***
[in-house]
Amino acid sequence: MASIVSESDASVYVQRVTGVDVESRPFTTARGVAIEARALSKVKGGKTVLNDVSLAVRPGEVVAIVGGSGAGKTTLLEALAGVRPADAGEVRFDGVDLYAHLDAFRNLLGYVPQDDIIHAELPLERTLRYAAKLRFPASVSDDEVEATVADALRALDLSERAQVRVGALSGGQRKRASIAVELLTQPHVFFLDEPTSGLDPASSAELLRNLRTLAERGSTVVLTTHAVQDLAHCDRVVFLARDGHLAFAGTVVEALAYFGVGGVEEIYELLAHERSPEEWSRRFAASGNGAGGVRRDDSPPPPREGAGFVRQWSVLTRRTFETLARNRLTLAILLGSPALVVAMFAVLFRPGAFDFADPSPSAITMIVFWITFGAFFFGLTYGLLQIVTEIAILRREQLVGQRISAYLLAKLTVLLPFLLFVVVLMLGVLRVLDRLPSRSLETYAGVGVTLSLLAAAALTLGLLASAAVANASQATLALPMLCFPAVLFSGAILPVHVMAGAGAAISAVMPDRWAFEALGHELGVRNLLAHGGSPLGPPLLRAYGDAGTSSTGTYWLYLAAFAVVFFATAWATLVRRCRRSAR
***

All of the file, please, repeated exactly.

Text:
[in-house]
Amino acid sequence: MASIVSESDASVYVQRVTGVDVESRPFTTARGVAIEARALSKVKGGKTVLNDVSLAVRPGEVVAIVGGSGAGKTTLLEALAGVRPADAGEVRFDGVDLYAHLDAFRNLLGYVPQDDIIHAELPLERTLRYAAKLRFPASVSDDEVEATVADALRALDLSERAQVRVGALSGGQRKRASIAVELLTQPHVFFLDEPTSGLDPASSAELLRNLRTLAERGSTVVLTTHAVQDLAHCDRVVFLARDGHLAFAGTVVEALAYFGVGGVEEIYELLAHERSPEEWSRRFAASGNGAGGVRRDDSPPPPREGAGFVRQWSVLTRRTFETLARNRLTLAILLGSPALVVAMFAVLFRPGAFDFADPSPSAITMIVFWITFGAFFFGLTYGLLQIVTEIAILRREQLVGQRISAYLLAKLTVLLPFLLFVVVLMLGVLRVLDRLPSRSLETYAGVGVTLSLLAAAALTLGLLASAAVANASQATLALPMLCFPAVLFSGAILPVHVMAGAGAAISAVMPDRWAFEALGHELGVRNLLAHGGSPLGPPLLRAYGDAGTSSTGTYWLYLAAFAVVFFATAWATLVRRCRRSAR